Of the 100 or more yachtsmen and women taking part in the first Oyster World Rally nearly a quarter of them are youngsters in their 20s. David Glenn met some of them in Fiji

Pic 1: Jack Ollington (left) and Roger Hart
Pic 2: Rally participants on a guided dinghy tour of the Bay of Islands

A feature of the Oyster World Rally is the
large contingent of young crew, some sailing with their families others taken
on by couples who need a helping hand. Take 25-year-old Jack Ollington, for
instance, whose experience as a yacht delivery crew based in the UK eventually
led him to Las Palmas in the Canaries where he helped sail a non-rally Oyster
across the Atlantic in the ARC last November.

When he got to the Caribbean he found his
way to Antigua where he heard about the Oyster rally some of the participants
of which were still looking for crew. Alan and Sue Brook in their Oyster 56
Sulana were a case in point. Remarkably, they had decided just two days before
the start of the rally that they would take part! The boat was prepped and
provisioned but they knew that by the time they got to Panama they would be a
hand short. Jack got the job and is now a paid professional.

I met him in Turquoise Bay in the Lau group
of islands in Fiji where after a successful Pacific crossing he was leaving
Sulana as he was keen to return to the UK to get a Yachtmaster certificate.
This seemed to me a sensible way of doing things – so often people sit the
exam, somehow pass it, and then go off to gain experience.

So what’s it been like for Jack and what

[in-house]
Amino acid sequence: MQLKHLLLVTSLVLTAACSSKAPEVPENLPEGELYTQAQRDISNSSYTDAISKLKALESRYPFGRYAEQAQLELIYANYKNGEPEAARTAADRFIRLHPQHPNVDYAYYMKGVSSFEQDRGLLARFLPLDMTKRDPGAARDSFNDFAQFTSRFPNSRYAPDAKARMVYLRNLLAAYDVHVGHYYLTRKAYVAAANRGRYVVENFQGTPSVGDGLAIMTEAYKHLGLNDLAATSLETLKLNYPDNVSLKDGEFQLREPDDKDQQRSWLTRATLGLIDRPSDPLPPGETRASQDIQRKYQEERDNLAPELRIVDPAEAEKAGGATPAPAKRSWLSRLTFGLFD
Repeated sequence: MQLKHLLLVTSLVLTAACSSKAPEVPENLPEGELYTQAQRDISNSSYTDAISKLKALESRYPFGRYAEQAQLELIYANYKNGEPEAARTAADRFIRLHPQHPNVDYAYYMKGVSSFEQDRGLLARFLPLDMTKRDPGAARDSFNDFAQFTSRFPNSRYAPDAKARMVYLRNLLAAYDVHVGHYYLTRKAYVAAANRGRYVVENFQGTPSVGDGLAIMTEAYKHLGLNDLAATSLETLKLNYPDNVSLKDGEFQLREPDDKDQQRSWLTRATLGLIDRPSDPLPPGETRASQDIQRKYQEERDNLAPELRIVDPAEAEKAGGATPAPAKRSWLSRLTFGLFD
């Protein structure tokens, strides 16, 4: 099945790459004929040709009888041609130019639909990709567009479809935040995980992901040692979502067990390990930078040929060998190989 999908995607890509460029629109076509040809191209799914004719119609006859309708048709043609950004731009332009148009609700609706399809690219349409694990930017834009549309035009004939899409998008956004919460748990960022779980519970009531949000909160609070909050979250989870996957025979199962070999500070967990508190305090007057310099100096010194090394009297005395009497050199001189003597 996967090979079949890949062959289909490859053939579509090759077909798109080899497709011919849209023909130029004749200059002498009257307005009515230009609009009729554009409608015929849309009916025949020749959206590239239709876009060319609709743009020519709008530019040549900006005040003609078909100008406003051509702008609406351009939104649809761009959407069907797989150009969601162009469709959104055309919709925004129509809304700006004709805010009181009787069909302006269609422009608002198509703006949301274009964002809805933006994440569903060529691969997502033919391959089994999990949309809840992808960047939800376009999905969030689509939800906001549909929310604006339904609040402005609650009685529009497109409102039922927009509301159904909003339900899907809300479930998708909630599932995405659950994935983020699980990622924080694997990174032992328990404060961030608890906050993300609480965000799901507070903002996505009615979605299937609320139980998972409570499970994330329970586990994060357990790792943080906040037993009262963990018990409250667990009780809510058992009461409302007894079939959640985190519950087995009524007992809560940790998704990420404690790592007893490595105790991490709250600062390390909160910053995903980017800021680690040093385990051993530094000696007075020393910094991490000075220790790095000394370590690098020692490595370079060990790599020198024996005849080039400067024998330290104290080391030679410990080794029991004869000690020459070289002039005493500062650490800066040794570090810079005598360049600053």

has he learned? “Things like provisioning for a big voyage I didn’t know anything
about – I helped Sue in Panama and I learned a lot,” he said.

But the big bonus for him and 24-year-old
Will Morris – also working aboard Sulana – was taking responsibility for the
yacht’s maintenance schedule which Oyster publish for each yacht they launch.

“We went up the mast to do rig checks every
two days, we checked water strainers, eased sea cocks regularly and checked the
steering systems as laid out in the maintenance log,” said Will.

On one occasion they noted that one of the
adjustable turning blocks, which lead the steering lines to the rudder
quadrant, had loosened resulting in the line starting to chafe. If they hadn’t
completed that regular check steering failure would probably have been the
result. “Alan was Mr Oyster of course so he came with virtually a spare boat
inside his boat – there’s been lost of swapping of spares for things like loos
and generators.”

Daily engine and generator checks are all
part of the task and all the way across the Pacific the maintenance schedule
was adhered to. Result: Sulana crossed virtually problem free.

Being aboard with an older couple is
something many of the more youthful crew think hard about and when they team up
with another person of their own age the company is welcome. Now that Jack is
leaving he wonders how Will might cope. The ‘grown ups’ are full of praise for
the young ones. “They’re wonderfully helpful and we’ve seen a lot of change in
them as the rally has progressed – they’ve grown up,” said one.

Not all the youngsters enjoy the luxury of
being paid. 27-year-old American Roger Hart has ‘been filling in the gaps’ and
has moved from boat to boat across the Pacific. He uses his savings to pay for
his own expenses. He’s seen more gear failures including a failed top bearing
on an in-mast furling gear unit, which resulted in a torn sail, a chafed
steering cable which lead to steering failure and a number of sudden Raymarine
autopilot malfunctions.

“I have no worries about not being paid -
it’s not what I’m here for,” said Roger who is enjoying the cultural
experiences. In fact, the last time I saw him he’d just been invited to spend
the night with a family in Daliconi village on Vanua Balavu, the population of
which had just performed a wonderful welcoming ceremony involving the
consumption of cava which left us all with slightly numb tongues and lips.